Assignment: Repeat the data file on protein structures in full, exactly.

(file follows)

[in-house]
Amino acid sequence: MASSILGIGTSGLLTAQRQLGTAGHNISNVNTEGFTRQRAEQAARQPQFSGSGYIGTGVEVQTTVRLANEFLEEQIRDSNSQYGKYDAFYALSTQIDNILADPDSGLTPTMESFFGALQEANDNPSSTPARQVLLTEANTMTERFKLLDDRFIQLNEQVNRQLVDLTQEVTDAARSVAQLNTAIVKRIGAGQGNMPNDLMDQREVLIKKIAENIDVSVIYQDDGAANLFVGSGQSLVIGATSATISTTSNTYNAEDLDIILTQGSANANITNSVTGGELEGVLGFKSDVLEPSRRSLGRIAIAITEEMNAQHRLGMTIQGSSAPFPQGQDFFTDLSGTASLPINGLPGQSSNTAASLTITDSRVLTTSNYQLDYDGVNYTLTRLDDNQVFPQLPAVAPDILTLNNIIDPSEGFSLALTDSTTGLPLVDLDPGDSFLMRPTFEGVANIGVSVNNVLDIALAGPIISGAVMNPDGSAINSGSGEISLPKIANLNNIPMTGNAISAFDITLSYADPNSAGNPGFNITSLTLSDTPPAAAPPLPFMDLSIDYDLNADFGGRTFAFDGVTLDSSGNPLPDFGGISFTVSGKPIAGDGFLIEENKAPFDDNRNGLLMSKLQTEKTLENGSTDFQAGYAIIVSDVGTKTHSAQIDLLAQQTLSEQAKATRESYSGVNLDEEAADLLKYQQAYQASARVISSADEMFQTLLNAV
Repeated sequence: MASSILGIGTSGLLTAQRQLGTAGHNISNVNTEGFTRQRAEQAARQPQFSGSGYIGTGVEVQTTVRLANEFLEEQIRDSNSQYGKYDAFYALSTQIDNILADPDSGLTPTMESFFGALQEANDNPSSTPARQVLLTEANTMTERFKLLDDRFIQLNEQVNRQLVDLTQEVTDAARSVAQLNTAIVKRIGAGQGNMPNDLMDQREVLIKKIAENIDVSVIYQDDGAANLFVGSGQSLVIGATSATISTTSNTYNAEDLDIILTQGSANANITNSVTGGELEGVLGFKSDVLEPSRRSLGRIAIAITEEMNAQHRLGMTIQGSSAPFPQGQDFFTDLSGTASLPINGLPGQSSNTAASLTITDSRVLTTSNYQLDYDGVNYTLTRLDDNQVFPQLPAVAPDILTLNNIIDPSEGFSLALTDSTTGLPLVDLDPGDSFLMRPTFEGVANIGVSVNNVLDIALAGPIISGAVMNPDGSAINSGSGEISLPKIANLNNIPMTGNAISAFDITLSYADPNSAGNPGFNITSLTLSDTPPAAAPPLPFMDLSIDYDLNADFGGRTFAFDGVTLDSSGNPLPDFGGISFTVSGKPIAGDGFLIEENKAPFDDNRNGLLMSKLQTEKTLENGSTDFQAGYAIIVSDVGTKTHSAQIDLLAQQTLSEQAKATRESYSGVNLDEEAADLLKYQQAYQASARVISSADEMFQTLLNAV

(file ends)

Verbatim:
[in-house]
Amino acid sequence: MASSILGIGTSGLLTAQRQLGTAGHNISNVNTEGFTRQRAEQAARQPQFSGSGYIGTGVEVQTTVRLANEFLEEQIRDSNSQYGKYDAFYALSTQIDNILADPDSGLTPTMESFFGALQEANDNPSSTPARQVLLTEANTMTERFKLLDDRFIQLNEQVNRQLVDLTQEVTDAARSVAQLNTAIVKRIGAGQGNMPNDLMDQREVLIKKIAENIDVSVIYQDDGAANLFVGSGQSLVIGATSATISTTSNTYNAEDLDIILTQGSANANITNSVTGGELEGVLGFKSDVLEPSRRSLGRIAIAITEEMNAQHRLGMTIQGSSAPFPQGQDFFTDLSGTASLPINGLPGQSSNTAASLTITDSRVLTTSNYQLDYDGVNYTLTRLDDNQVFPQLPAVAPDILTLNNIIDPSEGFSLALTDSTTGLPLVDLDPGDSFLMRPTFEGVANIGVSVNNVLDIALAGPIISGAVMNPDGSAINSGSGEISLPKIANLNNIPMTGNAISAFDITLSYADPNSAGNPGFNITSLTLSDTPPAAAPPLPFMDLSIDYDLNADFGGRTFAFDGVTLDSSGNPLPDFGGISFTVSGKPIAGDGFLIEENKAPFDDNRNGLLMSKLQTEKTLENGSTDFQAGYAIIVSDVGTKTHSAQIDLLAQQTLSEQAKATRESYSGVNLDEEAADLLKYQQAYQASARVISSADEMFQTLLNAV
Repeated sequence: MASSILGIGTSGLLTAQRQLGTAGHNISNVNTEGFTRQRAEQAARQPQFSGSGYIGTGVEVQTTVRLANEFLEEQIRDSNSQYGKYDAFYALSTQIDNILADPDSGLTPTMESFFGALQEANDNPSSTPARQVLLTEANTMTERFKLLDDRFIQLNEQVNRQLVDLTQEVTDAARSVAQLNTAIVKRIGAGQGNMPNDLMDQREVLIKKIAENIDVSVIYQDDGAANLFVGSGQSLVIGATSATISTTSNTYNAEDLDIILTQGSANANITNSVTGGELEGVLGFKSDVLEPSRRSLGRIAIAITEEMNAQHRLGMTIQGSSAPFPQGQDFFTDLSGTASLPINGLPGQSSNTAASLTITDSRVLTTSNYQLDYDGVNYTLTRLDDNQVFPQLPAVAPDILTLNNIIDPSEGFSLALTDSTTGLPLVDLDPGDSFLMRPTFEGVANIGVSVNNVLDIALAGPIISGAVMNPDGSAINSGSGEISLPKIANLNNIPMTGNAISAFDITLSYADPNSAGNPGFNITSLTLSDTPPAAAPPLPFMDLSIDYDLNADFGGRTFAFDGVTLDSSGNPLPDFGGISFTVSGKPIAGDGFLIEENKAPFDDNRNGLLMSKLQTEKTLENGSTDFQAGYAIIVSDVGTKTHSAQIDLLAQQTLSEQAKATRESYSGVNLDEEAADLLKYQQAYQASARVISSADEMFQTLLNAV